Duke/Progress Marriage Raises Charlotte’s Status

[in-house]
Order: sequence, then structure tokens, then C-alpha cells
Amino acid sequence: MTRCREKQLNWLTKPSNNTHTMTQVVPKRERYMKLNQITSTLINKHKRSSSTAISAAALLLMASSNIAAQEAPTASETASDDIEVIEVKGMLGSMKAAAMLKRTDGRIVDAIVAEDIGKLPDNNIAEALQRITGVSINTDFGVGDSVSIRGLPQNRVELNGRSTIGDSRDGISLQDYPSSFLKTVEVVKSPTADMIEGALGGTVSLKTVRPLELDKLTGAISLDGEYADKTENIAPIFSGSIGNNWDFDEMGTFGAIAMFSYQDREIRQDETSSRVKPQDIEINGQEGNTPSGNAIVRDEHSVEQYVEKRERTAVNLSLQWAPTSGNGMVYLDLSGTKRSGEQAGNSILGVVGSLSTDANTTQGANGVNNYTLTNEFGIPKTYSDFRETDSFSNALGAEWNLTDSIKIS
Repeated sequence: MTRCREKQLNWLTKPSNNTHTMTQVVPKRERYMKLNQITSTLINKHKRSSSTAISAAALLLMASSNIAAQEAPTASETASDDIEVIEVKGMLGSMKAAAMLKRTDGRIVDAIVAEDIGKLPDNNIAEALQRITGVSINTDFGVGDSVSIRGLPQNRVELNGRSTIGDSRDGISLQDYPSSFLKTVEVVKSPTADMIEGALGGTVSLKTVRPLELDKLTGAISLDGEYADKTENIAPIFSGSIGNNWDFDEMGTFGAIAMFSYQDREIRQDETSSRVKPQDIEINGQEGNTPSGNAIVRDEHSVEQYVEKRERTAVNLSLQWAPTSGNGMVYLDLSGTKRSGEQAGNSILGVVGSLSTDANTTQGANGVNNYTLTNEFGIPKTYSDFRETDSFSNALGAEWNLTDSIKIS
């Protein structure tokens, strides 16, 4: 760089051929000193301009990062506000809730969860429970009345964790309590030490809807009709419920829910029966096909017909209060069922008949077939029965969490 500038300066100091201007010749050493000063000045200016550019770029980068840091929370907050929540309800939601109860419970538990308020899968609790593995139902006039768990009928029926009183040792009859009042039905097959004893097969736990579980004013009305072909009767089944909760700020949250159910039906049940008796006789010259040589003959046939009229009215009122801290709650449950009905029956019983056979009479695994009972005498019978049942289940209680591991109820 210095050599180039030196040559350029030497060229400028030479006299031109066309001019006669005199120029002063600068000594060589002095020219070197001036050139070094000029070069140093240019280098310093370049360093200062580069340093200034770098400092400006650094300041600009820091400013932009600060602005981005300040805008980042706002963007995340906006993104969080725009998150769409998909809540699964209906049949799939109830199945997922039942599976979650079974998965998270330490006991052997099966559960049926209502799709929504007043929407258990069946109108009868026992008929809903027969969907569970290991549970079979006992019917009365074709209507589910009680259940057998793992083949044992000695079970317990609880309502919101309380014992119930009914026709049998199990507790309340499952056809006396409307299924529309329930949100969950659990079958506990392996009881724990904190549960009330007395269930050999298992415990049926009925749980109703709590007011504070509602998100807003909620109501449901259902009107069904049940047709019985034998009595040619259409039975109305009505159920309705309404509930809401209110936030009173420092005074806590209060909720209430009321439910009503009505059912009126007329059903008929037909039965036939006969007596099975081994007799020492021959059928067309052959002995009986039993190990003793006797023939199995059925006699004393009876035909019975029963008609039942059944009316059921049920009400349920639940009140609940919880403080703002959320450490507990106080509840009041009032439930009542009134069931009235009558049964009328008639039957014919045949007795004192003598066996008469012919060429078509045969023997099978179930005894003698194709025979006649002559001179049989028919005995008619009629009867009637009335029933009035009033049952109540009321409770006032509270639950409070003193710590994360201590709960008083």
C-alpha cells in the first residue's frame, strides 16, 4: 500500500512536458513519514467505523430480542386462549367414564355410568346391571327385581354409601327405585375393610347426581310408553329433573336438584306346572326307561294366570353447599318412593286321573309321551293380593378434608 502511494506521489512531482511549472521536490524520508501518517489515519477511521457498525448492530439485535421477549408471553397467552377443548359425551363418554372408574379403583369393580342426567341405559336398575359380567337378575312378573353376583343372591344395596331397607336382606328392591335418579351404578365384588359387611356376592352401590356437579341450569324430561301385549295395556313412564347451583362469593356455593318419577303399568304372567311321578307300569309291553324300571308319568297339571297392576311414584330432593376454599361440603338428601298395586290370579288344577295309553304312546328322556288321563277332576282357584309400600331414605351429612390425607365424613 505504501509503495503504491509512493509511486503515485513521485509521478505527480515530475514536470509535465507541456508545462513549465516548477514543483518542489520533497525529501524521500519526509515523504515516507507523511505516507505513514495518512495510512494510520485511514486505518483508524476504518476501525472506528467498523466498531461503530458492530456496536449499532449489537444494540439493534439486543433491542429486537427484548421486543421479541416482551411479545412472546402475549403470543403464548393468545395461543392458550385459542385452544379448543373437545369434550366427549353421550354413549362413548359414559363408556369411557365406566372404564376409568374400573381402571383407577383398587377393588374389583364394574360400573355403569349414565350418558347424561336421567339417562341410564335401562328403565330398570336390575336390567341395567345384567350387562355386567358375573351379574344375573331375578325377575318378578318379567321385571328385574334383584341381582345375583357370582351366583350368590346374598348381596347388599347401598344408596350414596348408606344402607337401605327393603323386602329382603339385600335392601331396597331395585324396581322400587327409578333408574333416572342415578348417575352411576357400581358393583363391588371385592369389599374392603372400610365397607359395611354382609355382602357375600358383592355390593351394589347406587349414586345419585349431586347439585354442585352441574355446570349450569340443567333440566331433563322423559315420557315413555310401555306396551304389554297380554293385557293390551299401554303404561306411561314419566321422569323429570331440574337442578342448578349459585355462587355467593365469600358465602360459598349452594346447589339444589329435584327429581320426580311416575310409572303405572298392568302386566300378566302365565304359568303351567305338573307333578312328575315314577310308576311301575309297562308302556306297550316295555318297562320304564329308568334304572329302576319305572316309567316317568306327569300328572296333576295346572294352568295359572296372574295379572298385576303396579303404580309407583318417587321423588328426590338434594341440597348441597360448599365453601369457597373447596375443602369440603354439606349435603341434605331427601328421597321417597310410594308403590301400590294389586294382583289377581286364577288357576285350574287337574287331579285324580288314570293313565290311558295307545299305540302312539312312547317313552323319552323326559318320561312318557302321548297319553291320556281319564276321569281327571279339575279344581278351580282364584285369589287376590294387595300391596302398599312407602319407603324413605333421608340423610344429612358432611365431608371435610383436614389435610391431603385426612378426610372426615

In a stock deal worth $13.7 billion, Duke Energy will buy Raleigh-based Progress Energy and become the largest utility company in the nation. A merger of this size always causes some anxiety. "The first question is, Where is the headquarters to be located?" says Bob Morgan of the Charlotte Chamber of Commerce, and he wasn't the only one wondering. When Duke Energy made it clear Charlotte would still be home, Mayor Anthony Foxx said the confirmation was "tremendous" and "a big deal." Combined, Duke and Progress Energy would be the largest utility in the country. Suddenly the years of talk about turning Charlotte into an energy hub have new merit, says the Chamber's Bob Morgan. "What it means is that we are no longer just a banking center," says Morgan. "We are a banking and an energy sector." Morgan says the more powerful Duke Energy becomes in energy industry, the stronger its draw will be to other companies in the industry who will look to open offices in Charlotte. But there will also be layoffs as a result of the merger. On a conference call with analysts, Duke CEO Jim Rogers wouldn't say how many jobs would be cut. "We're very conscious of how to go about this in a way to do it in a way that's fair to our employees but allows us to also achieve our merger savings objectives," said Rogers. He added the company will start with offering voluntary buyouts to employees and eliminating jobs through attrition. Layoffs won't begin until the merger is approved by regulators, which the company expects to take about a year. "Duke and Progress must show that there will be no adverse consequences to the ratepayers from a service and rates perspective," says Ed Finley, the chairman of the North Carolina Utilities Commission which will have to approve the merger. South Carolina utility regulators and the Federal Energy Regulatory Commission will also have to approve. Before they do, the public will get a chance to weigh in. Environmental groups and consumer watchdogs are already raising some concerns about the size of the new company. "The utility companies individually have a great deal of power in the North Carolina Legislature, as well as the NC Utilities Commission," says June Blotnick of Clean Air Carolina. "Merging both utility companies into one would only increase the impact of their control." Critics point to Indiana where Duke Energy is under investigation for having cozy relationships with state regulators and even hiring one of them. Duke and Progress say their merger will keep rates down because they'll be able to save hundreds of millions of dollars buying fuel and operating power plants jointly. Progress CEO Bill Johnson says merging will make the business less risky. "(It) will help minimize the volatility we could experience from individual customer classes or economic events or from regulatory actions in specific jurisdictions," said Johnson on the conference call with analysts. The merged company will have seven million customers in six states. Although the headquarters will stay in Charlotte, but Duke will keep a major presence in Raleigh where Progress is based. And Jim Rogers will no longer be Duke's CEO. He'll be executive chairman of the board and oversee strategy. Progress' Bill Johnson will be CEO. The arrangement led analyst Paul Patterson to ask Rogers on the conference call what will happen if he and Johnson disagree. "How does that work out?" asked Patterson. "Well, basically we're gonna arm wrestle," quipped Rogers with a laugh. "I would simply say that Bill is gonna be the CEO and he's gonna be making the calls." Duke is paying nearly $14 billion in stock to buy Progress. It's a good deal for Progress shareholders, since Duke is paying about 6.4 percent more than the average trading price for Progress stock over the last 20 days. This marriage is not a rescue. Both Duke and Progress are healthy, but they are facing a pressure shared by utilities across the country: Decades-old power plants need to be updated or replaced to meet new energy demands and environmental rules. The costs are so high that analyst Dave Parker of Baird says Duke and Progress are wise to pool their resources. "I think in order to be able to keep energy at a reasonable price in the next decade or so, consolidation's really sorely needed to try to help that to happen," says Parker. He says it'll be up to regulators to make sure these emerging mega-utilities don't take advantage of customers.